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Jess Flischer

Jess Flischer
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Name: Jess Flischer
Sport: Football
Role: Coach
Organisation: Kings Hill FC
Nationality: British
Date: Dec 2014

Jess is a qualified Level 1 football coach in England who volunteers as an Assistant Coach at Kings Hill FC. ?Jess has been a keen footballer since being a young girl and moved on into coaching after working behind a bar at her local football club and deciding it was time to coach instead of serving beers!

As the only female coach at her club and the only female on her level 1 course, Jess is well aware of the challenges she faces in becoming a female football coach. ?She now coaches girls aged 4- 16 on a Saturday morning developing the next generation of women to grow the sport…

I have always been sporty and got involved with sports throughout school and university. Whenever a sports club was on, I was there! But I have always had a passion for football and played it every chance I got. First I played for a boys team when I was 8 and then my auntie found a girls team for me to join when I was 10 and I played with them until I was 19. My managers always pushed me to be the best football player I could be aswell as the best person and their passion for football and coaching inspired me to coach others. I wanted to pass on my knowledge to the next generation and make a positive impact on the individuals and the community as a whole. I got involved with Kings Hill by serving them beers every week! I work behind the bar at their home ground, Kings Hill Sports Park and got talking to a few of the coaches. Dan Mason mentioned the girls development club and I wanted to be part of it! It sounded like a perfect opportunity for young girls to play with other girls of their own age and ability in an environment that focuses on their individual performance and development. I had no option but to be part of such a fantastic programme which I just wished I had when I was little. We get girls aged between 4 all the way up to 16 wanting to play football and coming every saturday! More coaches are needed to cope with the intake of girls and so we can organise them into teams and enter them into the league!

I got my level 1 badge when I was 18 which was kindly funded by my previous club. It involved theory and practical elements focused on laws of the game and simple drills that can be used to develop an individual players skills. I did the course with one of my teammates and we were the only females on the course! At first it was a bit intimidating being in a classroom with 20 other fully grown men learning about football but when it came to the practical we proved that we had more than enough ability on the football pitch. There is always mixed reactions when I play football among men. Some are impressed and play with us like equals, some are patronising and ?go easy? on us because we are females and ?too delicate? to play with the men and others don?t care if we are female or male and perform their most violent sunday league slide tackle to prove it! I would obviously prefer them to play with us as equals but you don?t always get that! But the coaching course was a nice environment to be in. Once the initial nervousness was out the way and the boys knew we weren?t incapable of kicking a ball it was good fun to learn new drills and how to be an effective coach. The course was extremely helpful as the following year I was the coach for the Canterbury Christ Church University team who I played for for three years.? I have signed up to do my level 2 which was funded by Kings Hill FC and can?t wait to start it! It will enable me to provide a better coaching session for the girls so they can get more out of it!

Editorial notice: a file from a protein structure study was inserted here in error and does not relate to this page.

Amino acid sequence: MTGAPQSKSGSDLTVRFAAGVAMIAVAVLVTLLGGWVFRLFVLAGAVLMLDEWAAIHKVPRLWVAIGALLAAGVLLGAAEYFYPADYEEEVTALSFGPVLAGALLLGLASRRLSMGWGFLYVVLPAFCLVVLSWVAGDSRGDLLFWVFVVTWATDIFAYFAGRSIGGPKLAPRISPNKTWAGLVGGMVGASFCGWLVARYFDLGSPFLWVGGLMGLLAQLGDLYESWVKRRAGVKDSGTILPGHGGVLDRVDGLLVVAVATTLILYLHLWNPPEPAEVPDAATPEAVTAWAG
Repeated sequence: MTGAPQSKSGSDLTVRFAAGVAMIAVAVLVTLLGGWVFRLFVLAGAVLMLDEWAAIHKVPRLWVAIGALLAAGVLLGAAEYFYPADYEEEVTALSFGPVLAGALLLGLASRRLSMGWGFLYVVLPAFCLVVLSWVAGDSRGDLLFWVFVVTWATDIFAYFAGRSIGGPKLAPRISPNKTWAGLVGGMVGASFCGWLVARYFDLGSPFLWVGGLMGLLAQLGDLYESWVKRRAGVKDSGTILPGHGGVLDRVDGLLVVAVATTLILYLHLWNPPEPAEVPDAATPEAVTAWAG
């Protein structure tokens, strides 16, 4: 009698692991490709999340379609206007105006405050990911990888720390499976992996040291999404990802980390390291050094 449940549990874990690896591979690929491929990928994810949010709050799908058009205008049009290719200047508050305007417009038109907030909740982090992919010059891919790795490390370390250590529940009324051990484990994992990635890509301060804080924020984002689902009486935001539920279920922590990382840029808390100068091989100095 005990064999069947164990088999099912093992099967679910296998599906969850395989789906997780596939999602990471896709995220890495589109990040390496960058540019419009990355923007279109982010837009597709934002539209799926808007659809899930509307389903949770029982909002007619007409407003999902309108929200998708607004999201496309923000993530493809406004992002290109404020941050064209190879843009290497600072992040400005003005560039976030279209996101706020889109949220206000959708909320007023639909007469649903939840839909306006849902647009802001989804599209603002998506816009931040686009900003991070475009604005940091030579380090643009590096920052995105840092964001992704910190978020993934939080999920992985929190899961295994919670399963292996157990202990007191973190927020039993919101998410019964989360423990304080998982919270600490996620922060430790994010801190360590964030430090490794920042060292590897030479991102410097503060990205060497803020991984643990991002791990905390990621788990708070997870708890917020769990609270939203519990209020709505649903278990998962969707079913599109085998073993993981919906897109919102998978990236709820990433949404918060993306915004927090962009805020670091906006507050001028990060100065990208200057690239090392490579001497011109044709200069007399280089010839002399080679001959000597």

Football is a very male dominated environment especially in the UK and it is understandable why some women are hesitant to get fully involved with it. It can be intimidating for a female to walk onto a pitch that’s full of men who feel that the only way to assert their masculinity is through football. Also the stigma that women are inferior in sport and therefore their opinion is not valued is a common fear for females in all sport let alone football! Increased support for female coaches may encourage more women to become coaches as well as increasing their confidence. Clubs such as Kings Hill fully support my coaching and are more than happy to help me in anyway they can and this is an important step in encouraging women to get involved in coaching! My advice to any female wanting to coach is just get stuck in! Every grassroots club in the country want more coaches to increase the amount of participants they can attract so they should fully support your aims whether you?re completely new to coaching or have been coaching for years! Its fantastic when mums want to get involved with the team to help in any way they can but its absolutely brilliant when they want to take on a coaching role within the club! Its just having the confidence to take that first step and putting yourself forward!